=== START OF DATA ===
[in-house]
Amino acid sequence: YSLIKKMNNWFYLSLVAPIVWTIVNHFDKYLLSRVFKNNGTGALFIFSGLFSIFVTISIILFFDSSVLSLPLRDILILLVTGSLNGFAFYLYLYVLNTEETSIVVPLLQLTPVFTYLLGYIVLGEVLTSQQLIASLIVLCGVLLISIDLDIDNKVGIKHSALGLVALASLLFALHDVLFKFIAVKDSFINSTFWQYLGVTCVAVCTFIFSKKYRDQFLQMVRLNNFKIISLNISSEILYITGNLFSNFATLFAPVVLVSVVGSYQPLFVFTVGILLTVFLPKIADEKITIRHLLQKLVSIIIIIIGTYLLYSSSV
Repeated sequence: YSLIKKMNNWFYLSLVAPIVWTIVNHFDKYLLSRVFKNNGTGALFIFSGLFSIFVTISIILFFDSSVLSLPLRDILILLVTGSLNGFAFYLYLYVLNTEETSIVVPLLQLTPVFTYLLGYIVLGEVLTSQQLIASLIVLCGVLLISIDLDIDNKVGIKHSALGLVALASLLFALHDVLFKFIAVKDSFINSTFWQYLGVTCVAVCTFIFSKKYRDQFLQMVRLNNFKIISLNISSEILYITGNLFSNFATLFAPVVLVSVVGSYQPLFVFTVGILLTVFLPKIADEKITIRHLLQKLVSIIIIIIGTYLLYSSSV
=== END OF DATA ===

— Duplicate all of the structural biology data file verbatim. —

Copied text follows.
[in-house]
Amino acid sequence: YSLIKKMNNWFYLSLVAPIVWTIVNHFDKYLLSRVFKNNGTGALFIFSGLFSIFVTISIILFFDSSVLSLPLRDILILLVTGSLNGFAFYLYLYVLNTEETSIVVPLLQLTPVFTYLLGYIVLGEVLTSQQLIASLIVLCGVLLISIDLDIDNKVGIKHSALGLVALASLLFALHDVLFKFIAVKDSFINSTFWQYLGVTCVAVCTFIFSKKYRDQFLQMVRLNNFKIISLNISSEILYITGNLFSNFATLFAPVVLVSVVGSYQPLFVFTVGILLTVFLPKIADEKITIRHLLQKLVSIIIIIIGTYLLYSSSV
Repeated sequence: YSLIKKMNNWFYLSLVAPIVWTIVNHFDKYLLSRVFKNNGTGALFIFSGLFSIFVTISIILFFDSSVLSLPLRDILILLVTGSLNGFAFYLYLYVLNTEETSIVVPLLQLTPVFTYLLGYIVLGEVLTSQQLIASLIVLCGVLLISIDLDIDNKVGIKHSALGLVALASLLFALHDVLFKFIAVKDSFINSTFWQYLGVTCVAVCTFIFSKKYRDQFLQMVRLNNFKIISLNISSEILYITGNLFSNFATLFAPVVLVSVVGSYQPLFVFTVGILLTVFLPKIADEKITIRHLLQKLVSIIIIIIGTYLLYSSSV